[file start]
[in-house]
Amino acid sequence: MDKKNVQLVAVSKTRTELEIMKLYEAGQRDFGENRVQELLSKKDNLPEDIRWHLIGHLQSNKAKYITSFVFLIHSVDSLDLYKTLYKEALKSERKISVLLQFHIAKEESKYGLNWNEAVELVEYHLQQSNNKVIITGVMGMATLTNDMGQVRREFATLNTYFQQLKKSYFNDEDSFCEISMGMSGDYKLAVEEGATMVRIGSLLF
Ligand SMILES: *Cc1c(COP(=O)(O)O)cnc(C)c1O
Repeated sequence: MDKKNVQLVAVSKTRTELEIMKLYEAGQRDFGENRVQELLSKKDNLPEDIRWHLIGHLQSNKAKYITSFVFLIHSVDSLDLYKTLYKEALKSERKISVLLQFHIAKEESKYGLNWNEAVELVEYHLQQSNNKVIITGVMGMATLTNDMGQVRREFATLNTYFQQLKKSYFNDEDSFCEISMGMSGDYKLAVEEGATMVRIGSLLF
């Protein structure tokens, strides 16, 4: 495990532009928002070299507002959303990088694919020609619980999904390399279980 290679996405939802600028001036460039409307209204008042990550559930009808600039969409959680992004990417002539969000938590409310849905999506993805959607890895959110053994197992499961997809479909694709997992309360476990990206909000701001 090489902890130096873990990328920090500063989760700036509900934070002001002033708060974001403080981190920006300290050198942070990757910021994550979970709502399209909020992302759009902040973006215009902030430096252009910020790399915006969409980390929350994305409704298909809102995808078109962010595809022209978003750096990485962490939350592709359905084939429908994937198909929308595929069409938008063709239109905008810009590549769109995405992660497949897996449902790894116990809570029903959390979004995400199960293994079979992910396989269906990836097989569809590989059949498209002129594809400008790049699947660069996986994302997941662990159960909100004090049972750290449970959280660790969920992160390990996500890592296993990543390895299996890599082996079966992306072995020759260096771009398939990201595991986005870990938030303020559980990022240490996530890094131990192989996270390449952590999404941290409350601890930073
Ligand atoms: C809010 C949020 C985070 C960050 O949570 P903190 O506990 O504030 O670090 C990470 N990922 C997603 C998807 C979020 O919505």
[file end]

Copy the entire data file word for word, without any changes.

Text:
[in-house]
Amino acid sequence: MDKKNVQLVAVSKTRTELEIMKLYEAGQRDFGENRVQELLSKKDNLPEDIRWHLIGHLQSNKAKYITSFVFLIHSVDSLDLYKTLYKEALKSERKISVLLQFHIAKEESKYGLNWNEAVELVEYHLQQSNNKVIITGVMGMATLTNDMGQVRREFATLNTYFQQLKKSYFNDEDSFCEISMGMSGDYKLAVEEGATMVRIGSLLF
Ligand SMILES: *Cc1c(COP(=O)(O)O)cnc(C)c1O
Repeated sequence: MDKKNVQLVAVSKTRTELEIMKLYEAGQRDFGENRVQELLSKKDNLPEDIRWHLIGHLQSNKAKYITSFVFLIHSVDSLDLYKTLYKEALKSERKISVLLQFHIAKEESKYGLNWNEAVELVEYHLQQSNNKVIITGVMGMATLTNDMGQVRREFATLNTYFQQLKKSYFNDEDSFCEISMGMSGDYKLAVEEGATMVRIGSLLF
């Protein structure tokens, strides 16, 4: 495990532009928002070299507002959303990088694919020609619980999904390399279980 290679996405939802600028001036460039409307209204008042990550559930009808600039969409959680992004990417002539969000938590409310849905999506993805959607890895959110053994197992499961997809479909694709997992309360476990990206909000701001 090489902890130096873990990328920090500063989760700036509900934070002001002033708060974001403080981190920006300290050198942070990757910021994550979970709502399209909020992302759009902040973006215009902030430096252009910020790399915006969409980390929350994305409704298909809102995808078109962010595809022209978003750096990485962490939350592709359905084939429908994937198909929308595929069409938008063709239109905008810009590549769109995405992660497949897996449902790894116990809570029903959390979004995400199960293994079979992910396989269906990836097989569809590989059949498209002129594809400008790049699947660069996986994302997941662990159960909100004090049972750290449970959280660790969920992160390990996500890592296993990543390895299996890599082996079966992306072995020759260096771009398939990201595991986005870990938030303020559980990022240490996530890094131990192989996270390449952590999404941290409350601890930073
Ligand atoms: C809010 C949020 C985070 C960050 O949570 P903190 O506990 O504030 O670090 C990470 N990922 C997603 C998807 C979020 O919505």